The American Academic Profession: Transformation in Contemporary Higher Education, Joseph C. Hermanowicz, Editor

By Davis, James | Radical Teacher, Summer 2014 | Go to article overview

The American Academic Profession: Transformation in Contemporary Higher Education, Joseph C. Hermanowicz, Editor


Davis, James, Radical Teacher


The American Academic Profession: Transformation in Contemporary Higher Education, Joseph C. Hermanowicz, Editor (Johns Hopkins University Press, 2011)

A profession is defined by the degree to which its practitioners control the terms and conditions of their work and by the autonomy they enjoy from the influence of the public and politicians. The key question addressed in The American Academic Profession is whether and how these attributes have been maintained in higher education, particularly in the face of neoliberal policies and practices ascendant since the early 1980s. In one sense, it seems academic in the worst sense to pursue this question while neoliberalism has dealt others fates far worse than it has dealt college professors. But as the best chapters in this collection illustrate, examining the vitality of any profession --whether law, medicine, or academia--is a way of assessing the constellation of social, cultural, and economic forces that impinge upon it. The patterns discernible in higher education--such as the stratification of the faculty and the diminution of tenure, public disinvestment, and administrative bloat--reflect broader trends in corporatization, shifting costs and risks downward while directing capital and power upward.

The American Academic Profession may be considered a contribution to the emerging field of Critical University Studies, though its proponents have tended to be humanists while this volume leans decidedly toward social science. Its contributors favor empirical research, measured claims, and a detached rhetorical posture. Despite some empassioned and ambitious arguments, they marshal data and methodically chart case studies, and the volume thus complements the existing humanities scholarship. Its strength lies in its striking breadth of subject matter and the expertise of its contributors. Sheila Slaughter and Gary Rhoades, who co-authored Academic Capitalism and the New Economy (2004) contribute separate essays here; Jack Schuster, co-author of The American Faculty (2006), introduces the book; and among the other leading higher education scholars represented are Steven Brint, Roger Geiger, Joseph Hermanowicz, and Teresa Sullivan, the president of the University of Virginia. Sullivan's chapter is among the finest and is noteworthy in light of her attempted ouster by Virginia's Board of Regents soon after the book's publication. (There is no direct causal connection, but her chapter advances an account of threats to shared governance that presage the threat to her job.) Taking the temperature of the academic profession in the new century, the book's thirteen chapters fall into five sections: Structural and Cognitive Change, Socialization and Deviance, Experience of the Academic Career, Autonomy and Regulation, and Contemporary and Historical Views. Readers who are weary of the invective and jeremiads that sometimes characterize commentary on higher education may find relief in this book's empiricism. They will certainly find fodder for thought and a firm basis for action.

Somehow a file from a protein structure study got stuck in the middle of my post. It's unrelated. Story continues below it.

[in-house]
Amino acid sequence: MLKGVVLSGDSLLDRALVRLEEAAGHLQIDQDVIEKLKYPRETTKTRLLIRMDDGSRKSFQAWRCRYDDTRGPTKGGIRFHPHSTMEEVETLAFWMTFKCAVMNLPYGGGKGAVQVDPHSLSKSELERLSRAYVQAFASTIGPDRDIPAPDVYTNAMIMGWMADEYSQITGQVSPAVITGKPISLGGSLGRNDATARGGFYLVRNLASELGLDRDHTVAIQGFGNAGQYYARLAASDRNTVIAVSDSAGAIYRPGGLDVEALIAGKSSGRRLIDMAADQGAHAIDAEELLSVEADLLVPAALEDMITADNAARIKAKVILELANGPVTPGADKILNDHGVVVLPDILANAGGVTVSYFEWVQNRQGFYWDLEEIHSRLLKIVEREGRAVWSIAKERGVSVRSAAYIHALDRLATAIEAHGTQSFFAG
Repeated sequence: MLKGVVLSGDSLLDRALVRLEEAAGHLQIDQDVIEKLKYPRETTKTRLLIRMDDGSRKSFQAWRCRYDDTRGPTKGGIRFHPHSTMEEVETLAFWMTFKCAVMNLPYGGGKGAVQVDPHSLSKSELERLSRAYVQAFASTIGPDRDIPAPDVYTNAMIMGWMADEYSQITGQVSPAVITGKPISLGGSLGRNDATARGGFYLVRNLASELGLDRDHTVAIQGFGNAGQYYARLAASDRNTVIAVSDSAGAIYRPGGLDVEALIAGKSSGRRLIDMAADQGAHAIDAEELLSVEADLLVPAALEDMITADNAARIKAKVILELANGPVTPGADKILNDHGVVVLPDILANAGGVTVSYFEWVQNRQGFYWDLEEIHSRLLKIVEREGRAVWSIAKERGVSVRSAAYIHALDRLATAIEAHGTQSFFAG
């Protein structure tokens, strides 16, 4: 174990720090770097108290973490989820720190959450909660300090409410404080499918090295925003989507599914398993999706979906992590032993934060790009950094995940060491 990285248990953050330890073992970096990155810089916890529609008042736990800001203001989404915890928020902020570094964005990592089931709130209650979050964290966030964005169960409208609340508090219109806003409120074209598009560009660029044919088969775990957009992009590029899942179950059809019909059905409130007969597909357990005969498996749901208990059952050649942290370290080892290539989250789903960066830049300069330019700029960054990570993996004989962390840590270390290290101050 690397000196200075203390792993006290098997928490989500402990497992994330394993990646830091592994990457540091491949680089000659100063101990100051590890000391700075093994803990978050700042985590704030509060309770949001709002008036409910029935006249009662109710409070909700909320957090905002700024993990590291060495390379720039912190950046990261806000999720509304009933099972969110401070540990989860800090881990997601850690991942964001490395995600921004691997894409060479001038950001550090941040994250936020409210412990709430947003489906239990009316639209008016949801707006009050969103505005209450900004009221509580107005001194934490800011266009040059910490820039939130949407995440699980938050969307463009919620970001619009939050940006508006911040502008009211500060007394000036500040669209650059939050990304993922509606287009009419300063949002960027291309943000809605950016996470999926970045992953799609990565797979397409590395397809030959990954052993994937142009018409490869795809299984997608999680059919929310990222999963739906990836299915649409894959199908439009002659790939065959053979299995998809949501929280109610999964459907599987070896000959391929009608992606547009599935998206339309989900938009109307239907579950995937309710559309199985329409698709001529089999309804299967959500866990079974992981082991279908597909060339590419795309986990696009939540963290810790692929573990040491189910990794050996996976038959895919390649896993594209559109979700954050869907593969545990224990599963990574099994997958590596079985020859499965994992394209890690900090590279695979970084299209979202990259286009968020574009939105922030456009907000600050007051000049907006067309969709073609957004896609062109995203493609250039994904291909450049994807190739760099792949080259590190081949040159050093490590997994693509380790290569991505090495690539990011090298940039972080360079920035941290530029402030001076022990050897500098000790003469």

Significantly, few contributors to this collection acknowledge the paradox at the heart of today's academic profession: while professionals are by definition distinct from "mere" workers, today it is principally through behaving like workers that faculty stand a chance of preserving autonomy and exerting control over the terms and conditions of their work. As two leaders of a recent faculty strike at the University of Illinois--Chicago write, "We've all begun to realize that, whatever it meant in the late 19th and early 20th century, in the 21st century that distinction is pure ideology. Professionals are workers--and professors are workers." (1) Many contributors to The American Academic Profession assume the traditional opposition between professional and worker, despite their own evidence that faculty are increasingly "managed professionals," in Rhoades' phrase, their work overseen or influenced by others beyond their peers, from funding agencies and accrediting bodies to review boards, citizen groups, and private enterprise. …

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